Bruiden Da Choca‘Da Coca’s hostel’

    • Middle Irish
    • prose
    • Ulster Cycle
    A tale of the Ulster Cycle, set after the death of Conchobar.
    Bruiden Da Choca
    ‘Da Coca’s hostel’
    Known also as Togail Bruidne Da Choca(e) ('The destruction of Da Coca's hostel')
    After the death of Conchobar, the Ulaid debate who to give the kingship to, and decide on Conchobar's son, Cormac Cond Longas, who is in exile in Connacht. They send envoys, and Ailill and Medb agree to allow Cormac to take up the kingship. He sets out with a retinue, but Craiphtine the harper, whose wife has slept with Cormac, causes Cormac to break his gessa on the journey. Cormac encounters the Badb in the form of an old woman washing a bloody chariot at the ford. A party of Connachta encounter Cormac's party. They fight several battles, and heroes on both sides are killed. Cormac's party spend the night at Da Coca's hostel, which comes under siege by the Connachta, and Cormac is killed, along with nearly everybody on both sides.
    • Middle Irish
    early 12th century (Toner)
    prose (primary)
    Textual relationships
    The lost manuscript Cín Dromma Snechtai is cited in the text as a source for part of the story. Cath Airtig is the immediate sequel.


    Ulster Cycle

    Subject tags

    Ailill mac MátaAilill mac Máta (ass. time-frame: Ulster Cycle) – king of Connacht, husband of Medb of Connacht
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    Amairgen mac EccitAmairgen mac Eccit (ass. time-frame: Ulster Cycle) – (chief) poet of the Ulaid in the Ulster Cycle of tales; son of Eccet Salach
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    The BadbThe Badb (ass. time-frame: Ulster Cycle) – name of a war-goddess, often in the appearance of an ominous crow (badb)
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    Cet mac MágachCet mac Mátach / Cet mac Mágach (ass. time-frame: Ulster Cycle, Legendary figure) – warrior in the Ulster Cycle of tales; hero of Connacht; in some texts, brother of Findchóem and uncle of Conall Cernach.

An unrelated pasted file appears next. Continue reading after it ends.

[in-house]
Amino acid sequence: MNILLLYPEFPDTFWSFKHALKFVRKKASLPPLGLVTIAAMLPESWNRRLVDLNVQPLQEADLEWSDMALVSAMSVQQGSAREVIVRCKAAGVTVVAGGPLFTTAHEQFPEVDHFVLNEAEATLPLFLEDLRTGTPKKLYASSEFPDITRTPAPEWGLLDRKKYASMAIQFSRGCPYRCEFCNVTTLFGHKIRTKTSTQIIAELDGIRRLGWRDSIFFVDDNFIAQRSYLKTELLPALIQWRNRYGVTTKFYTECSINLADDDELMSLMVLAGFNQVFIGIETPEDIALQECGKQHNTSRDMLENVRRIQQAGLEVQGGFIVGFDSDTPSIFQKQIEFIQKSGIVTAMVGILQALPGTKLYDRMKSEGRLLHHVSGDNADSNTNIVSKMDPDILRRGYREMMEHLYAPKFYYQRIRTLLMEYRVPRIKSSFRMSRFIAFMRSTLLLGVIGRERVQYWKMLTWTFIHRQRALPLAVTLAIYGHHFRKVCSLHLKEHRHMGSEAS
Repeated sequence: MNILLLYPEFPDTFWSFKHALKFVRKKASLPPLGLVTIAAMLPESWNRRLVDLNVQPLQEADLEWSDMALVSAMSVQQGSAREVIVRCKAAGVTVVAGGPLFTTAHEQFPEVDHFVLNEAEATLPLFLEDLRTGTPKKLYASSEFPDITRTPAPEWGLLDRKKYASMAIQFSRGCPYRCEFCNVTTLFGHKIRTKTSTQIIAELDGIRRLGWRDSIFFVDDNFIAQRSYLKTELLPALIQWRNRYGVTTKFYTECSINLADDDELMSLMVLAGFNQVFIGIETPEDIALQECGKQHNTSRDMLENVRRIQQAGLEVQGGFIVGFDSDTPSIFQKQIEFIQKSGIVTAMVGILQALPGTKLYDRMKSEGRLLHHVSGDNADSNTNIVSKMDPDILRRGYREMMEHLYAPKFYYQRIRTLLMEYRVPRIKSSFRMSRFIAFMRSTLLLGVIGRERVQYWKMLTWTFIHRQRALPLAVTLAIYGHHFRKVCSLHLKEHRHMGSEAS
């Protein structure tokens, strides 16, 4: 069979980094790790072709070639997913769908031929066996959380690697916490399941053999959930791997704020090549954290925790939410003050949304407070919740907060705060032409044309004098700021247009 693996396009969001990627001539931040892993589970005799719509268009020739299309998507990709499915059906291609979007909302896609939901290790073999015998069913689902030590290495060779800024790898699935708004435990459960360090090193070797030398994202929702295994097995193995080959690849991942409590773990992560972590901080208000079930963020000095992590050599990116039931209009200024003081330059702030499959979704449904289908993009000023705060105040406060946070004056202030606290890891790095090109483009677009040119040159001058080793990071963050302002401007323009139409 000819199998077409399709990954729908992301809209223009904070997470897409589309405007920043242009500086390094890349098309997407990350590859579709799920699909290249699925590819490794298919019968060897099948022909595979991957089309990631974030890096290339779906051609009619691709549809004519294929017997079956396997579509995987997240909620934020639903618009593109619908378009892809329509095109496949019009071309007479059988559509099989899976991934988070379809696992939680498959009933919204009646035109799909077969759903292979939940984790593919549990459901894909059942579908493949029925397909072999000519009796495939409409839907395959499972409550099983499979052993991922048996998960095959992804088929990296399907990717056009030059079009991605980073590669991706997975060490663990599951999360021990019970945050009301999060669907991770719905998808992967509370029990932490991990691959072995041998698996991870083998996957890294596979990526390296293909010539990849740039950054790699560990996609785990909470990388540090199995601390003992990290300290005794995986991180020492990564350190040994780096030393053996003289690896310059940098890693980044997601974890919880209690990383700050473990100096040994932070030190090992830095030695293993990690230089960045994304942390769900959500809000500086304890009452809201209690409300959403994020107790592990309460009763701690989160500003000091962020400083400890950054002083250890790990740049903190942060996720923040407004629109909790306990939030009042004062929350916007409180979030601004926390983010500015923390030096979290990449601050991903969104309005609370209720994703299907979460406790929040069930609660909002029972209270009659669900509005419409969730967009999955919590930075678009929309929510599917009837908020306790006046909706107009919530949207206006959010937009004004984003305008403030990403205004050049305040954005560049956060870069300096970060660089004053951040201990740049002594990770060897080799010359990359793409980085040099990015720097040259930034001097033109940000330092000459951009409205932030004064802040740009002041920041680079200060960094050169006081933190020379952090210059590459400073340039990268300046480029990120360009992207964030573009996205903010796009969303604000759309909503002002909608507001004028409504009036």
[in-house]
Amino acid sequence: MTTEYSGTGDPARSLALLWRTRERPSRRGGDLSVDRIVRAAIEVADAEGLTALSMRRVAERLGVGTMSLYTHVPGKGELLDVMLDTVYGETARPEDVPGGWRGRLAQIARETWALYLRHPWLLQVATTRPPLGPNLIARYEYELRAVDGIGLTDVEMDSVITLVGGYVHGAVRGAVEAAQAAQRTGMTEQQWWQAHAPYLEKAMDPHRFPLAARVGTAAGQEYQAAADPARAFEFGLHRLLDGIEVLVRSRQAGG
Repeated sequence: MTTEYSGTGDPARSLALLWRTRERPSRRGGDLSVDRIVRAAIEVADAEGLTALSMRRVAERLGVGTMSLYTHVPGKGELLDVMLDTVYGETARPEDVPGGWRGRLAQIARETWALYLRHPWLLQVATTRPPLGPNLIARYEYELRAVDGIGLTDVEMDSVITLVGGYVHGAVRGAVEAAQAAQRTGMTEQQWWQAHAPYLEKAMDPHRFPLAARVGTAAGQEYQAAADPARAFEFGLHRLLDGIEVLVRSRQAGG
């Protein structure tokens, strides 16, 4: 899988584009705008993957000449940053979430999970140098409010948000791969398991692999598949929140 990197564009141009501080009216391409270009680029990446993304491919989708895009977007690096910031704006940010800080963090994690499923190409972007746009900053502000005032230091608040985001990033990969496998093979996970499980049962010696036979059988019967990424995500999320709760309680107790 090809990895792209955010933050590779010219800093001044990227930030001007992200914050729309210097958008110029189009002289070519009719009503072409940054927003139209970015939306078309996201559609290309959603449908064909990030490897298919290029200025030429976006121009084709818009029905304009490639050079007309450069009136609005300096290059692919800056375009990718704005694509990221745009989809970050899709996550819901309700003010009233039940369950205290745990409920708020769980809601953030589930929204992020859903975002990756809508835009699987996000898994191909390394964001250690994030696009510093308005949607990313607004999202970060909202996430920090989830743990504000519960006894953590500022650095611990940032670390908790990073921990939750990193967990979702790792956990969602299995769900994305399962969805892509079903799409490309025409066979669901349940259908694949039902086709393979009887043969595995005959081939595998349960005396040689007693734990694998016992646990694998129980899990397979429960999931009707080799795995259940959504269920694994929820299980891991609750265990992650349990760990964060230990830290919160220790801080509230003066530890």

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    Conall CernachConall Cernach (ass. time-frame: Ulster Cycle) – warrior of the Ulaid in the Ulster Cycle; son of Amergin and Findchóem
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    Cormac Cond LongasCormac Cond Longas (ass. time-frame: Ulster Cycle) – warrior in tales of the Ulster Cycle; son of the Ulster king Conchobar mac Nessa; in exile in Connacht
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    Craiphtine [Ulster Cycle]Craiphtine ... Ulster Cycle (ass. time-frame: Ulster Cycle) – harper in Bruiden Da Choca; apparently a version of the harper of the same name associated with Labraid Loingsech, here situated in the world of the Ulster Cycle.
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    Cúscraid Mend MachaCúscraid Mend Macha (ass. time-frame: Ulster Cycle) – warrior in the Ulster Cycle, son of the Ulster king Conchobar mac Nessa.
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    Da CocaDa Coca (ass. time-frame: Ulster Cycle) – blacksmith in the Ulster Cycle, whose celebrated hostel (bruiden) becomes the scene of action when Cormac Cond Longas is besieged there by the Connachta.
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    Dubthach Dóel UladDubthach Dóel Ulad / Dubthach Dáel Ulad (ass. time-frame: Ulster Cycle) – warrior in the Ulster Cycle of tales
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    Fergus mac RóichFergus mac Róich (ass. time-frame: Ulster Cycle) – warrior in tales of the Ulster Cycle; former king of Ulster in exile in Connacht; Medb’s lover
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    Medb ChrúachnaMedb Crúachna / Medb of Crúachan / Medb of Connacht (ass. time-frame: Subject:Ulster Cycle) – Queen of the Connachta, co-ruler with her husband Ailill mac Máta, in the Ulster Cycle. She is said to have a daughter, Findabair, and seven sons known as the seven Maines. Her lover is Fergus mac Róich.
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    Primary sources Text editions and/or modern translations – in whole or in part – along with publications containing additions and corrections, if known. Diplomatic editions, facsimiles and digital image reproductions of the manuscripts are not always listed here but may be found in entries for the relevant manuscripts. For historical purposes, early editions, transcriptions and translations are not excluded, even if their reliability does not meet modern standards.

    [ed.] [tr.] Toner, Gregory [ed. and tr.], Bruiden Da Choca, Irish Texts Society 61, London: Irish Texts Society, 2007.
    [ed.] [tr.] Stokes, Whitley [ed. and tr.], “Da Choca’s hostel”, Revue Celtique 21 (1900): 149–165, 312–327, 388–402.
    Internet Archive: <link> Internet Archive: <link> Internet Archive: <link>
    Patrick Brown,Dennis Groenewegen
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